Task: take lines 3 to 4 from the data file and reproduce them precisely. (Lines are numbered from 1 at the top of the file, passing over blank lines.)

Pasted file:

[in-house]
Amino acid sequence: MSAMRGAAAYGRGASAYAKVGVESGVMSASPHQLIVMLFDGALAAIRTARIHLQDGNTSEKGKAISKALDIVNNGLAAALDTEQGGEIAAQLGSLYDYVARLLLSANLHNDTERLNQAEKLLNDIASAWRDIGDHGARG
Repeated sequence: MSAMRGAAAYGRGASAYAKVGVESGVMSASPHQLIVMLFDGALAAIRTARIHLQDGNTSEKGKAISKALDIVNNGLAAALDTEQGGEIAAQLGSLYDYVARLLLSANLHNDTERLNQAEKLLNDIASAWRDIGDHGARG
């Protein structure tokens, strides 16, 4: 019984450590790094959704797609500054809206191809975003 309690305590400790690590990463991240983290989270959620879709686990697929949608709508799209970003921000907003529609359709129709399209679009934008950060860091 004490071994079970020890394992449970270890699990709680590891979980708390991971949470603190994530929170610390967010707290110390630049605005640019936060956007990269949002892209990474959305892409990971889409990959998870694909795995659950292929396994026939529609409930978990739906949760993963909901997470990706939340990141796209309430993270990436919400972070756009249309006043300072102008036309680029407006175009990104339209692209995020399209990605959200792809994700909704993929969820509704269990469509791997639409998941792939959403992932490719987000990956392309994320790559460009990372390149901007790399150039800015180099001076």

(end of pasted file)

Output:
Repeated sequence: MSAMRGAAAYGRGASAYAKVGVESGVMSASPHQLIVMLFDGALAAIRTARIHLQDGNTSEKGKAISKALDIVNNGLAAALDTEQGGEIAAQLGSLYDYVARLLLSANLHNDTERLNQAEKLLNDIASAWRDIGDHGARG
């Protein structure tokens, strides 16, 4: 019984450590790094959704797609500054809206191809975003 309690305590400790690590990463991240983290989270959620879709686990697929949608709508799209970003921000907003529609359709129709399209679009934008950060860091 004490071994079970020890394992449970270890699990709680590891979980708390991971949470603190994530929170610390967010707290110390630049605005640019936060956007990269949002892209990474959305892409990971889409990959998870694909795995659950292929396994026939529609409930978990739906949760993963909901997470990706939340990141796209309430993270990436919400972070756009249309006043300072102008036309680029407006175009990104339209692209995020399209990605959200792809994700909704993929969820509704269990469509791997639409998941792939959403992932490719987000990956392309994320790559460009990372390149901007790399150039800015180099001076």